SDS-Plus vs. SDS-Max vs. Spline Drive – Hammer Drill Bits

There is sometimes a little confusion as to what bits work with which hammer drills and what bit is best for each job. In the beginning there were a ton of different styles of hex and tapper bits, lots of manufacturer had their own, we won’t even get into that. Spline was introduced here in the US as a universal shank everyone could use, around the same time SDS bits started being introduced from Europe (Hilti & Bosch) which allowed the bits to be locked into place better but still move up and down.

SDS-Max vs SDS-Plus

Later the SDS-Plus was introduced to improve upon SDS which works interchangeably with regular SDS and simply offered a better connection. Spline was a good solution for the larger bits but then the SDS-Max was introduced which was supposed to replace Spline Drive for larger drills, with equal strength and capacity but improved connectivity similar to the smaller SDS bits. While SDS-Max has caught on it unfortunately never replaced Spline and now we have both types of tools and bits on the market for really no good reason we can see.

If you are starting with an empty toolcrib we would recommend going SDS-Max over Spline, there are several more options in accessories and eventually everything might go this way. The reason we still have both is because folks with existing bits and equipment are holding true to the Spline Drives so it would be hard to imagine either style going away anytime soon.

Strait Shank Hammer Drill Bit

Strait Shank Hammer Drill Bits – These are the carbide drill bits you would use in a chucked hammer drill (which are mostly not “rotary hammer drills”). Typical size of carbide bits available is 1/8″ – 1″ but we don’t normally recommend this style over 1/2″ unless you just have a few holes to drill. The chuck hammer drills doesn’t allow in/out movement of the bit and are often less powerful but with a much higher impacts per minute rating.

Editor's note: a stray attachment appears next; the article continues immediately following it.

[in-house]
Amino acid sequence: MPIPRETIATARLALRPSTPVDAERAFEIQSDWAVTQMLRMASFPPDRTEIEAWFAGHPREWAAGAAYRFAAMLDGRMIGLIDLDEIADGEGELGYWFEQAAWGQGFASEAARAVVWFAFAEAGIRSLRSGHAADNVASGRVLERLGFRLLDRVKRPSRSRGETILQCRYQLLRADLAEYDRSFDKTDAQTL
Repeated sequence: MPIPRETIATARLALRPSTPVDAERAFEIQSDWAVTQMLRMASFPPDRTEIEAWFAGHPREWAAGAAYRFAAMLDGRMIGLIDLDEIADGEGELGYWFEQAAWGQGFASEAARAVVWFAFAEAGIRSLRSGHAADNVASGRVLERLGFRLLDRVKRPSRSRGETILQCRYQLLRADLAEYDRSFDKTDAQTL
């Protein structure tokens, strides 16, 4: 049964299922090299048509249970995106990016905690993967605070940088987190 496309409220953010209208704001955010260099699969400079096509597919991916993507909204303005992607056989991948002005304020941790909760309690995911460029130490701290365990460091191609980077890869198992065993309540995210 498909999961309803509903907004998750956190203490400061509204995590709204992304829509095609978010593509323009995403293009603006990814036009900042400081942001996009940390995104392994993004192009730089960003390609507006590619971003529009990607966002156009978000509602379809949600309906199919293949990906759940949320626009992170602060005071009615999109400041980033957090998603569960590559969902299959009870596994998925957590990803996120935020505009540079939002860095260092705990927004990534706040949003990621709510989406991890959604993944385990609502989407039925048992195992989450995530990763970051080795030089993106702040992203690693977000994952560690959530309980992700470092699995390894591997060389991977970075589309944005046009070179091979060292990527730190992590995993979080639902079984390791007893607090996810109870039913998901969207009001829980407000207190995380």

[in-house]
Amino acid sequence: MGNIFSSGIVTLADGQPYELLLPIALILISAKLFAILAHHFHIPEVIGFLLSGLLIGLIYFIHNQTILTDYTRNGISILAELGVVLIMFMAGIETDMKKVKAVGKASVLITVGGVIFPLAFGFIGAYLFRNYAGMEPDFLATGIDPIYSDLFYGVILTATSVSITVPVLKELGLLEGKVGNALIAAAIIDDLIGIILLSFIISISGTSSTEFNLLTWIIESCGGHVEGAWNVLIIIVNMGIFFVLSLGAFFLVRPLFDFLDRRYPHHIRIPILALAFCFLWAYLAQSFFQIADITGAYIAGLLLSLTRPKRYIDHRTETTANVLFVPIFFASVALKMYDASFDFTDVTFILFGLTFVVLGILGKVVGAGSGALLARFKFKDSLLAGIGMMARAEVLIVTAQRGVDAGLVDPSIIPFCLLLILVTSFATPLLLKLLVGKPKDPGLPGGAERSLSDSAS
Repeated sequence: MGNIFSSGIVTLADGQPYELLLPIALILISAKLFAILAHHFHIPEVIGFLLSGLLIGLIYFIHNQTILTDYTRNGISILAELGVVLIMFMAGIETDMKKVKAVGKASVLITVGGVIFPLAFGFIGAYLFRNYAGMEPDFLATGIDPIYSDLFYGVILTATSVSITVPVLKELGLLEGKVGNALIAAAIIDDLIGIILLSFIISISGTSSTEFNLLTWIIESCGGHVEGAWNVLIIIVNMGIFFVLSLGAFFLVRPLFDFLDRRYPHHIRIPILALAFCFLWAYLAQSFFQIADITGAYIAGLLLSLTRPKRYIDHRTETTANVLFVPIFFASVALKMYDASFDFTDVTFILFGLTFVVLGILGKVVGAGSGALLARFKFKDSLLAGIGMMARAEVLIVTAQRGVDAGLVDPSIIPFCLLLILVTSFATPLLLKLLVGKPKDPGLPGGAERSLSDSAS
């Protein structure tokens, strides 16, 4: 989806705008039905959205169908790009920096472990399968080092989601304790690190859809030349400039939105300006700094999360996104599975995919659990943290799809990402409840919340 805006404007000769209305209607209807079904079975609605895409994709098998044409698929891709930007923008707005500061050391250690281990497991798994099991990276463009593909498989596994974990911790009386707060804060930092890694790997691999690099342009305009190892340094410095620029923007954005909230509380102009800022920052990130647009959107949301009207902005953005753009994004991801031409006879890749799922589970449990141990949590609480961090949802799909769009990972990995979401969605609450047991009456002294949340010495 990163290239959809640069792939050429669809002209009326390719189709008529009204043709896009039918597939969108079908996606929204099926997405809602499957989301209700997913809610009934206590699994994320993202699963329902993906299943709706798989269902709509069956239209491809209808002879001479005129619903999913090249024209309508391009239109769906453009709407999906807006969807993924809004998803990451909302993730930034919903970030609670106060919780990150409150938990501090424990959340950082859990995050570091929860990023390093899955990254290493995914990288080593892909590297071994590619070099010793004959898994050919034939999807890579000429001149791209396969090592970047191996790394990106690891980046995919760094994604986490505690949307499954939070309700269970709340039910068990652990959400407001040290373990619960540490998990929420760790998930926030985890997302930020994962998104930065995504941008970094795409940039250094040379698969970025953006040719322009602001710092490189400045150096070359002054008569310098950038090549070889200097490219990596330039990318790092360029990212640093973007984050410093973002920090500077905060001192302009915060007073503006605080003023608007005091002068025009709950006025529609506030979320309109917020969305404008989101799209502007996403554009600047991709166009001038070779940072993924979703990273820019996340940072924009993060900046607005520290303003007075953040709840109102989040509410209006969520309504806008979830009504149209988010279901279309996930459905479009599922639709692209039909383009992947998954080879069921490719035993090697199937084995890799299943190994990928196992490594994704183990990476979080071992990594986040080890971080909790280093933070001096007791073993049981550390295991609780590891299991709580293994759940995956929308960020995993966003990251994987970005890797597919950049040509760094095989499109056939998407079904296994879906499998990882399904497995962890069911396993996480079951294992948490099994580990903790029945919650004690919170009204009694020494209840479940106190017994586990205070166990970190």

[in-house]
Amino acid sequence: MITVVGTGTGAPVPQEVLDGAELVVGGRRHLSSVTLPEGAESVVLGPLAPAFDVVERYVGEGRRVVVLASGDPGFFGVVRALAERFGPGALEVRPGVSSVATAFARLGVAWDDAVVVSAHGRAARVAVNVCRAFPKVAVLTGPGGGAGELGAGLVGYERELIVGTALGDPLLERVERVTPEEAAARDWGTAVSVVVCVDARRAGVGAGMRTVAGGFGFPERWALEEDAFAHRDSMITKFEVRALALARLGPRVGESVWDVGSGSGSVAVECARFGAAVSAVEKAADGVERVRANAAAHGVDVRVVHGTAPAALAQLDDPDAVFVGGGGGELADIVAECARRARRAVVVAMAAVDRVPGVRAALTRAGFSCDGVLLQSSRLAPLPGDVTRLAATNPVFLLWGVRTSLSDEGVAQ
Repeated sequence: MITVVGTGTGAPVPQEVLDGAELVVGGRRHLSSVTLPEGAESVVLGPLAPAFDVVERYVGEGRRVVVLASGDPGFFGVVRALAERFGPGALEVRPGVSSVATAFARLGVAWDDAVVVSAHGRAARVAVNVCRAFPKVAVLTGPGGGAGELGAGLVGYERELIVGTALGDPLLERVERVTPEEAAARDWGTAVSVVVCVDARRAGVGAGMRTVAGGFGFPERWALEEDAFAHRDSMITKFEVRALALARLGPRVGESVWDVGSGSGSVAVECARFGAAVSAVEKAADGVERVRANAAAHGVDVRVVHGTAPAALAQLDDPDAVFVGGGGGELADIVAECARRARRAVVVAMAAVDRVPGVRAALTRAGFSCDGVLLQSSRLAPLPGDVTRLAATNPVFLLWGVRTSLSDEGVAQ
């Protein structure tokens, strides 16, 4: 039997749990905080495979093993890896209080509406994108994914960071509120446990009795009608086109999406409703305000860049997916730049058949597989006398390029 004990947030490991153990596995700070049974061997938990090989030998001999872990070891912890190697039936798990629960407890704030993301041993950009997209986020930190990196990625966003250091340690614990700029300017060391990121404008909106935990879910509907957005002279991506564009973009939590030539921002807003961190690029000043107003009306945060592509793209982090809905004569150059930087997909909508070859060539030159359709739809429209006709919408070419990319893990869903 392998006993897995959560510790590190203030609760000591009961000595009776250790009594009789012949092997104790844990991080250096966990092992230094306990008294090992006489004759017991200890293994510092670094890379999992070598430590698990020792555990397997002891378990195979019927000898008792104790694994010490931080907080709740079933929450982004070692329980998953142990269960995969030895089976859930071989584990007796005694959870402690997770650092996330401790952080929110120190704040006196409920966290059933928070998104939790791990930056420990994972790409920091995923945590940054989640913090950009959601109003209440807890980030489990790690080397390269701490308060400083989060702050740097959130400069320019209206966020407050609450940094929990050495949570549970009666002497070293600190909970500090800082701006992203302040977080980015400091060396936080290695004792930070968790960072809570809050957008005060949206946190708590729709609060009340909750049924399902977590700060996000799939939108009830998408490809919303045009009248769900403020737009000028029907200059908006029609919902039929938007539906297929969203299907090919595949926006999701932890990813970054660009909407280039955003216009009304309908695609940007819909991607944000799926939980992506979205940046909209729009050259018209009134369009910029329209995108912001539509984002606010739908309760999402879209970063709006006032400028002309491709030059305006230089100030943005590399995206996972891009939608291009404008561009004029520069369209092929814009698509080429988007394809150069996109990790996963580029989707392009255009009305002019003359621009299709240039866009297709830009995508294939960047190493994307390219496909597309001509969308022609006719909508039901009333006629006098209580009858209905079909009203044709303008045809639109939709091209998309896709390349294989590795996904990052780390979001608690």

SDS-Plus Shank Hammer Drill Bit

SDS-Plus Drill Bits | SDS-Plus Chisel Bits | SDS-Plus Rebar Cutters
Typically used with Carbide drill bits 5/32” – 1-1/8” and thin wall carbide core bits up to 4”. There are also several types of smaller chipping and chiseling bits that work extremely well with standard SDS Rotary Hammers. You will find the tools often give max capacity right in the title such as 1” SDS-Plus or 1-1/8” SDS-Plus. These are solid carbide bit capacities so while a 1-1/8” bit will fit in a ¾” SDS-Plus Rotary Hammer Drill, it is not recommended and it will be under powered.

SDS-Max Shank Hammer Drill Bit

SDS-Max Drill Bits | SDS-Max Chisel Bits | SDS-Max Core Bits
Typically used with Carbide drill bits 1/2” – 2” and thick wall carbide core bits up to 4” (thin wall up to 6”). There are also many chipping, chiseling, bushing, cutting and digging bits that work well with the SDS Max tools. Many of the demolition tools use the SDS-Max bits while ever larger units will use the Hex shank but that is another topic for another day.

Spline Shank Hammer Drill Bit

Spline Drill Bits | Spline Chisel Bits | Spline Core Bits
Typically used with Carbide drill bits 1/2” – 2” and thick wall carbide core bits up to 4” (thin wall up to 6”). There are also many chipping, chiseling, bushing, cutting and digging bits that work well with the Spline tools. Most of the time the SDS Max & Spline drive tools are pretty much identical with simply different retainer chucks. The selection on tools and bits will be slightly less for spline drive but remains very common. The one big difference with a spline system is that the shanks for drilling and chisel bits looks considerably different. For the chisel bits the shank which is not intended to spine is smooth (so no splines) and the part below is flat.

Spline to SDS-Plus Adapter

Hammer Drill Adapters: – You can get adapters to go from SDS Max to Spline or vise-versa or from either size down to the smaller SDS or SDS Plus sizes. It is best to avoid unnecessary adapters whenever possible, just another thing to loose, break, etc. There are not any adapters available to go up from the smaller SDS-Plus drills to the larger sizes (SDS Max or Spline) and if there were such an adapter it would not be recommended to use.

SDS-Plus Bits use with SDS-Max Drill – 48-03-3025
SDS-Plus Bits use with a Spline Drill – 48-03-3015